Boutros Boutros-Ghali leaves behind unanswered Genocide questions

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A guide at the Kigali Memorial Centre showing a list of victims of the 1994 Genocide against the Tutsi. (File)

Editor,

RE: “Boutros Boutros-Ghali: Gone with a guilty conscience?” (The New Times, February 21).

I had tried very studiously to keep quiet about the passing on of Boutros Boutros-Ghali. Our culture holds that if you have nothing good to say about a person on his death, best just to let the occasion pass without saying anything.

But given his complicity, through his criminal silence, with those intent on ensuring nothing would stand between them and their 1994 genocidal project for Rwanda’s Tutsi, it is really extremely hard not to note that death does eventually come for all.

And yet, while Boutros definitely has a very major responsibility in his organization’s culpable (and willful) failures before, during and following the Genocide, focusing only on him and his role would be a mistake as it tends to obscure the equally criminal role of the permanent members of the UN Security Council.

While France was actively involved in the Council to shield and to sustain, in any way possible, its then Rwandan client, its permanent member counterparts in the Council, with the US in the lead, did not want the UN to have to do anything that would require significant resources or involve any risk for a UN over which American influence was growing much faster than at any time in the organization’s history and which, with Russia’s continuing decline and perhaps complete collapse, Washington increasingly saw as a potentially very valuable instrument of its own geopolitical policy implementation.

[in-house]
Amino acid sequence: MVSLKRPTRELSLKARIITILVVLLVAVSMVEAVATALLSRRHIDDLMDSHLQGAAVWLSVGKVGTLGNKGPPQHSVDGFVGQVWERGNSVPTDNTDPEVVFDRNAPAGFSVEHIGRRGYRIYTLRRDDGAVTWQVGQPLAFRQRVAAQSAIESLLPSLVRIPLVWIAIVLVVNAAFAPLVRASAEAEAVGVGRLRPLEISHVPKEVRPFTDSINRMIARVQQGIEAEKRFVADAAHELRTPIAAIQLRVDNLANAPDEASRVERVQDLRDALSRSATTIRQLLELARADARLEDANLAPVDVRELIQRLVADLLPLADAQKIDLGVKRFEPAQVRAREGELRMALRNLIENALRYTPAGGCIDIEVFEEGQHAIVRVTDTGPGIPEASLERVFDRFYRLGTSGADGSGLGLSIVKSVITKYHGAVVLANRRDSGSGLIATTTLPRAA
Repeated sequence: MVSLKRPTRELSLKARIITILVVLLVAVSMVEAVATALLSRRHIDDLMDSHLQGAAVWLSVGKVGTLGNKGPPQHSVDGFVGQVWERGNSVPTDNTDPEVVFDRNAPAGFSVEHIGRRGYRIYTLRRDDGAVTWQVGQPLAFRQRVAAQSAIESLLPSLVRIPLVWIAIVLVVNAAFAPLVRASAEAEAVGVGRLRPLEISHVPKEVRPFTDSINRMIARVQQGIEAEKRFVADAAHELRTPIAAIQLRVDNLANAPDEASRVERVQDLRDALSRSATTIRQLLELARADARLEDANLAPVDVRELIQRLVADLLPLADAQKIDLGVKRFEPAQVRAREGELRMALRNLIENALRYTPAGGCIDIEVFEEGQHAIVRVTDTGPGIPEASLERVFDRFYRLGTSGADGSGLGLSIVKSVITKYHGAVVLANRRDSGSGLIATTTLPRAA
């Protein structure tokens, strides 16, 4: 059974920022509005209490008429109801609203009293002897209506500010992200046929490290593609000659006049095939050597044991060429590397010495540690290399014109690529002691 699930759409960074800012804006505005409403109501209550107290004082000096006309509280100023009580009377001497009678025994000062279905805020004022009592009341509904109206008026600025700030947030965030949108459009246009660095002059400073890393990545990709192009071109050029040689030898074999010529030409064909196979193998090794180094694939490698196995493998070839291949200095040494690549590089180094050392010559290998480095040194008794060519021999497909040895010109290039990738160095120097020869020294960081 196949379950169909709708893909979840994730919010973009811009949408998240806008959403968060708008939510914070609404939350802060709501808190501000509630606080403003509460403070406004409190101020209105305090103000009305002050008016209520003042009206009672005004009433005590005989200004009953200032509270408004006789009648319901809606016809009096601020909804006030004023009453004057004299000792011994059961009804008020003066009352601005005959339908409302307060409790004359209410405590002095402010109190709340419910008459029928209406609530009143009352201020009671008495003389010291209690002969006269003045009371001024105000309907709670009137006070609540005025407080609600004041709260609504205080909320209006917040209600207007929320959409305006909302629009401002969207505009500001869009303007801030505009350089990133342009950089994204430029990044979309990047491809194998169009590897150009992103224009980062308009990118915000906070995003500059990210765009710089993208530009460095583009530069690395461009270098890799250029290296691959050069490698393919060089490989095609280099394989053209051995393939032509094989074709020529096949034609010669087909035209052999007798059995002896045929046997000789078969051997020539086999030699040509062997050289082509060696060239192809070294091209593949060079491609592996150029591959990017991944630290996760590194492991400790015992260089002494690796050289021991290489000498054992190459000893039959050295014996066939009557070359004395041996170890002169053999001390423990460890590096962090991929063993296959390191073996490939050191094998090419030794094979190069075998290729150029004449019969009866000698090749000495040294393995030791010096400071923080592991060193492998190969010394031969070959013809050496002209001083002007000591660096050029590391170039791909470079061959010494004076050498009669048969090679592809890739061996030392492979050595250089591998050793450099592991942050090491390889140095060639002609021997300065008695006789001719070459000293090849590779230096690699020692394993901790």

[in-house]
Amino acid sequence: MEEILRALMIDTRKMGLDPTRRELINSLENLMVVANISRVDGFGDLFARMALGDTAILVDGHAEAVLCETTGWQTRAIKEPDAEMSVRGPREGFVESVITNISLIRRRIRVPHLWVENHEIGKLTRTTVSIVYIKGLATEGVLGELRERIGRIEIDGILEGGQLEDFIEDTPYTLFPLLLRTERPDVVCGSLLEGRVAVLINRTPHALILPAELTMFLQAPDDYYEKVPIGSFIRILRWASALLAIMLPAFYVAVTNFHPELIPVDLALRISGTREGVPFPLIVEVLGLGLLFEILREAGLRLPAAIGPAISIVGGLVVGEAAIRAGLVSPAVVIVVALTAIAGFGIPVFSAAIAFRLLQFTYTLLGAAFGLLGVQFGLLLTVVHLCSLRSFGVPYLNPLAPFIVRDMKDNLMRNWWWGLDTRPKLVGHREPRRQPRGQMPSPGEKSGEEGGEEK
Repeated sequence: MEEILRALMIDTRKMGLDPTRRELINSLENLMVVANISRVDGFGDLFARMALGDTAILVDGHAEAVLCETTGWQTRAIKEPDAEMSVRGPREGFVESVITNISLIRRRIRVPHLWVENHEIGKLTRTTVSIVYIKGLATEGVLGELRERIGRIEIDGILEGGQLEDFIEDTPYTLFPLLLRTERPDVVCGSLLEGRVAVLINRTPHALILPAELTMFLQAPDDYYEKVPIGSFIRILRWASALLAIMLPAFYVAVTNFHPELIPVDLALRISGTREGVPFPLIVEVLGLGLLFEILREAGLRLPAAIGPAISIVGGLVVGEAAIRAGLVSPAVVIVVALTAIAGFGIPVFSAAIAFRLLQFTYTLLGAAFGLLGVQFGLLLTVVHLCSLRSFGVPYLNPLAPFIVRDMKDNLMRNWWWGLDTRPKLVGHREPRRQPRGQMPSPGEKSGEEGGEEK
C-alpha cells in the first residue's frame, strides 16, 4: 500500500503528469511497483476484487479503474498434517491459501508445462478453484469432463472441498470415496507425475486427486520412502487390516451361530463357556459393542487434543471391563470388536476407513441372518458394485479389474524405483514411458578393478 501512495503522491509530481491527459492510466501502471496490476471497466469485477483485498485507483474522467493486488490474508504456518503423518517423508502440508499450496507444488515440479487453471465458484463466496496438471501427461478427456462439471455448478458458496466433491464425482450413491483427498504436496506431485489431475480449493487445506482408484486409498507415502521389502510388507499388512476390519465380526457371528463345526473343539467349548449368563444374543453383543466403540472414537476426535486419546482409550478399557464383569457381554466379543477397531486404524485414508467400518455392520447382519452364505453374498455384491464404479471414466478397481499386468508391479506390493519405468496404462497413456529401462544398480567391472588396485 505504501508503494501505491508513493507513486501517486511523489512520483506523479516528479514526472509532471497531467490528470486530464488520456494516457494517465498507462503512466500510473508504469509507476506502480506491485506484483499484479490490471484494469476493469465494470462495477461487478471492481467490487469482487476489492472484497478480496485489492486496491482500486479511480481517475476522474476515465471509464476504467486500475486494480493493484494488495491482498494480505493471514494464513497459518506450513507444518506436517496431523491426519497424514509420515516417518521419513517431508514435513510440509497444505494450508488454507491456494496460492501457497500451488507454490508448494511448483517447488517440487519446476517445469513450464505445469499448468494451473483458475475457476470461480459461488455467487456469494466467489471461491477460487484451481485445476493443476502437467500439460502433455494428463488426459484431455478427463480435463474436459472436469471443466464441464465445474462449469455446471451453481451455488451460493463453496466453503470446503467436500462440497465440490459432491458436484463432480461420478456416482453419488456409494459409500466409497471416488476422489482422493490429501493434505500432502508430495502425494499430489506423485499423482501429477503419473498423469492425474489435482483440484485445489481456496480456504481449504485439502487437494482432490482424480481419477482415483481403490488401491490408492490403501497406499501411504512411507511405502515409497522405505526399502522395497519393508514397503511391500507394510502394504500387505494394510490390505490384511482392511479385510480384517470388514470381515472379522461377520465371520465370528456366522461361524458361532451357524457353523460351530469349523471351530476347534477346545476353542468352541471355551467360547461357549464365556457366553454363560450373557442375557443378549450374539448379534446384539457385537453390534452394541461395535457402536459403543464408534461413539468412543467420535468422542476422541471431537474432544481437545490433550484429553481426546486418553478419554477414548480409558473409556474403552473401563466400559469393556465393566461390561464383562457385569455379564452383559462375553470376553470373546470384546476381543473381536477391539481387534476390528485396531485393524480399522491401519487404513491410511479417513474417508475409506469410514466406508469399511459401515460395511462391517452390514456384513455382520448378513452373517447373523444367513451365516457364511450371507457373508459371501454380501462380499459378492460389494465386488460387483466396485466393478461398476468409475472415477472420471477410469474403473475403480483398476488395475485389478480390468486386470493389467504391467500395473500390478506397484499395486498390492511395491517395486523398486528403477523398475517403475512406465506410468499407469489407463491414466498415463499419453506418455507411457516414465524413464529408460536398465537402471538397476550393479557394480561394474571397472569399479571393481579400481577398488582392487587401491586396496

Rwanda then—like Burundi today—did not represent any vital interest on which Washington would want to oppose its French ally which had a greater interest in ensuring the survival of its genocidal client regime in Kigali.

When, at the end of the Genocide, the scale of the killings became clear: the non-French permanent members of the UN security council needed a scapegoat to cover for their own failure to honour their legal obligations under the 1948 treaty to prevent and to punish the crime of genocide, and the world’s solemn undertaking Never Again to permit anyone to commit genocide.

Boutros was perfect for that scapegoat role, especially as he was indeed guilty of both crimes of commission and omission in the Genocide against the Tutsi. He was a man under French influence, and he had failed to get his friends in Paris not to actively ally themselves with people determined to do anything to retain absolute power, including to commit the unthinkable.

To summarize, then; yes, Boutros Boutros-Ghali has left this world without accounting for his role in the 1994 Genocide against the Tutsi. But let’s not transform him into a scapegoat—deserving of the role as he is—and forget the many others actors who (like Koffi Annan…), by commission or omission, are equally responsible for allowing or abetting that crime.

Mwene Kalinda